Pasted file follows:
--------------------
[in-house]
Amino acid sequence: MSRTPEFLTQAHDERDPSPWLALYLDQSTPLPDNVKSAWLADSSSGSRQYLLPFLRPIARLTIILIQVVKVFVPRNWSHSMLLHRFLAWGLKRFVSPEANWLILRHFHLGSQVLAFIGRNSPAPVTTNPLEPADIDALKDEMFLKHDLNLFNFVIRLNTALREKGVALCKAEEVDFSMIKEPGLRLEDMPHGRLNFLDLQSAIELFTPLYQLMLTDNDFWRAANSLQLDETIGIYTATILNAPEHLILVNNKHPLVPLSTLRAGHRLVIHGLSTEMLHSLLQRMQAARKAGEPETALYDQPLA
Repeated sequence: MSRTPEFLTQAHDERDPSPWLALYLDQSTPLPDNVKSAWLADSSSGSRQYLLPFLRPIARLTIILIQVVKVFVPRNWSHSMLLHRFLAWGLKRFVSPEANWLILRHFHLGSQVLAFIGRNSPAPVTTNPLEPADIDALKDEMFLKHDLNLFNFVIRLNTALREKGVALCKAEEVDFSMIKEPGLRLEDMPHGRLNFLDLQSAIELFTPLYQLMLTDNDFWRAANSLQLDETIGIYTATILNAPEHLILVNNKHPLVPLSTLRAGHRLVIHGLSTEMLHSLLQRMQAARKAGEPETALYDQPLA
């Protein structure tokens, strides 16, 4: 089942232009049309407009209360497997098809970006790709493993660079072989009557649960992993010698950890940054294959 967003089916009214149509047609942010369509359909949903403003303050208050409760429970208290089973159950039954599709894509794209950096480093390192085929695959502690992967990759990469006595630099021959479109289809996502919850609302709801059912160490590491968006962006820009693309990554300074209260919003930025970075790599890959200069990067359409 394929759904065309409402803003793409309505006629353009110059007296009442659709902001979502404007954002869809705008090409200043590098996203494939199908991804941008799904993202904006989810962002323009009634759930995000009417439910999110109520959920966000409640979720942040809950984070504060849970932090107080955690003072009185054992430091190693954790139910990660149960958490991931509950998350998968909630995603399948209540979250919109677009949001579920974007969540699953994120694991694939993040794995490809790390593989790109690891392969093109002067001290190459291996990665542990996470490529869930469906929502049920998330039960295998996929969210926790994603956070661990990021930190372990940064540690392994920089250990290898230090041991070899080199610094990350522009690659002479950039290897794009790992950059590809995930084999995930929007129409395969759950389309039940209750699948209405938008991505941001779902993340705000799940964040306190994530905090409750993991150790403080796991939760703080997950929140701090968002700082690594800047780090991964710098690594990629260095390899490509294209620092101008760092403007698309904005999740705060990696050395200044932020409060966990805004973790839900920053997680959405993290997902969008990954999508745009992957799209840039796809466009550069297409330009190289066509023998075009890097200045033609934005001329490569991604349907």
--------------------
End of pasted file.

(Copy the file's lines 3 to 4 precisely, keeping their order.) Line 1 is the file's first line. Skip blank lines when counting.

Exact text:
Repeated sequence: MSRTPEFLTQAHDERDPSPWLALYLDQSTPLPDNVKSAWLADSSSGSRQYLLPFLRPIARLTIILIQVVKVFVPRNWSHSMLLHRFLAWGLKRFVSPEANWLILRHFHLGSQVLAFIGRNSPAPVTTNPLEPADIDALKDEMFLKHDLNLFNFVIRLNTALREKGVALCKAEEVDFSMIKEPGLRLEDMPHGRLNFLDLQSAIELFTPLYQLMLTDNDFWRAANSLQLDETIGIYTATILNAPEHLILVNNKHPLVPLSTLRAGHRLVIHGLSTEMLHSLLQRMQAARKAGEPETALYDQPLA
């Protein structure tokens, strides 16, 4: 089942232009049309407009209360497997098809970006790709493993660079072989009557649960992993010698950890940054294959 967003089916009214149509047609942010369509359909949903403003303050208050409760429970208290089973159950039954599709894509794209950096480093390192085929695959502690992967990759990469006595630099021959479109289809996502919850609302709801059912160490590491968006962006820009693309990554300074209260919003930025970075790599890959200069990067359409 394929759904065309409402803003793409309505006629353009110059007296009442659709902001979502404007954002869809705008090409200043590098996203494939199908991804941008799904993202904006989810962002323009009634759930995000009417439910999110109520959920966000409640979720942040809950984070504060849970932090107080955690003072009185054992430091190693954790139910990660149960958490991931509950998350998968909630995603399948209540979250919109677009949001579920974007969540699953994120694991694939993040794995490809790390593989790109690891392969093109002067001290190459291996990665542990996470490529869930469906929502049920998330039960295998996929969210926790994603956070661990990021930190372990940064540690392994920089250990290898230090041991070899080199610094990350522009690659002479950039290897794009790992950059590809995930084999995930929007129409395969759950389309039940209750699948209405938008991505941001779902993340705000799940964040306190994530905090409750993991150790403080796991939760703080997950929140701090968002700082690594800047780090991964710098690594990629260095390899490509294209620092101008760092403007698309904005999740705060990696050395200044932020409060966990805004973790839900920053997680959405993290997902969008990954999508745009992957799209840039796809466009550069297409330009190289066509023998075009890097200045033609934005001329490569991604349907």